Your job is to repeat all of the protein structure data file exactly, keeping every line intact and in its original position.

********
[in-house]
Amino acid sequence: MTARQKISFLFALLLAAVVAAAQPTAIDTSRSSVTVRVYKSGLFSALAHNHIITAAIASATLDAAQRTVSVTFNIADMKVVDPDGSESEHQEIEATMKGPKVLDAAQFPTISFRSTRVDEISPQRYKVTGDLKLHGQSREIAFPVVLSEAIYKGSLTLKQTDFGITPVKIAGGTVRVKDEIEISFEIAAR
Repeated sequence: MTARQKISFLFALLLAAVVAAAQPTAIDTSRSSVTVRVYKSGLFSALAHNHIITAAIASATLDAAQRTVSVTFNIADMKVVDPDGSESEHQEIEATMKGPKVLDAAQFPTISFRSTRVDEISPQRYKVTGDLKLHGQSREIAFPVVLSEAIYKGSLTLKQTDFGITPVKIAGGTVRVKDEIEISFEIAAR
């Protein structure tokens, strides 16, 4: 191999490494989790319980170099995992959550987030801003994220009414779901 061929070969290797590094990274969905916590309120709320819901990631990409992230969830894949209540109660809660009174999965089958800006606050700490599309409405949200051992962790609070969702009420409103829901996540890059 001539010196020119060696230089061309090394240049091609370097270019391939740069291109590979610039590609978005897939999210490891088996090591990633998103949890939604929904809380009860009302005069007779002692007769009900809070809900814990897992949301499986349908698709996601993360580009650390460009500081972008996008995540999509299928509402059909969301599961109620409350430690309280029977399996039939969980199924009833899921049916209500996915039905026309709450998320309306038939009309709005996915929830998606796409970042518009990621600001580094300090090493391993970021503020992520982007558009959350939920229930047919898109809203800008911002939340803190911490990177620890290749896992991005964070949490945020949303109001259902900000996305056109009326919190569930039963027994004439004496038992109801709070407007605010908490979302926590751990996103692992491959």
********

[in-house]
Amino acid sequence: MTARQKISFLFALLLAAVVAAAQPTAIDTSRSSVTVRVYKSGLFSALAHNHIITAAIASATLDAAQRTVSVTFNIADMKVVDPDGSESEHQEIEATMKGPKVLDAAQFPTISFRSTRVDEISPQRYKVTGDLKLHGQSREIAFPVVLSEAIYKGSLTLKQTDFGITPVKIAGGTVRVKDEIEISFEIAAR
Repeated sequence: MTARQKISFLFALLLAAVVAAAQPTAIDTSRSSVTVRVYKSGLFSALAHNHIITAAIASATLDAAQRTVSVTFNIADMKVVDPDGSESEHQEIEATMKGPKVLDAAQFPTISFRSTRVDEISPQRYKVTGDLKLHGQSREIAFPVVLSEAIYKGSLTLKQTDFGITPVKIAGGTVRVKDEIEISFEIAAR
């Protein structure tokens, strides 16, 4: 191999490494989790319980170099995992959550987030801003994220009414779901 061929070969290797590094990274969905916590309120709320819901990631990409992230969830894949209540109660809660009174999965089958800006606050700490599309409405949200051992962790609070969702009420409103829901996540890059 001539010196020119060696230089061309090394240049091609370097270019391939740069291109590979610039590609978005897939999210490891088996090591990633998103949890939604929904809380009860009302005069007779002692007769009900809070809900814990897992949301499986349908698709996601993360580009650390460009500081972008996008995540999509299928509402059909969301599961109620409350430690309280029977399996039939969980199924009833899921049916209500996915039905026309709450998320309306038939009309709005996915929830998606796409970042518009990621600001580094300090090493391993970021503020992520982007558009959350939920229930047919898109809203800008911002939340803190911490990177620890290749896992991005964070949490945020949303109001259902900000996305056109009326919190569930039963027994004439004496038992109801709070407007605010908490979302926590751990996103692992491959």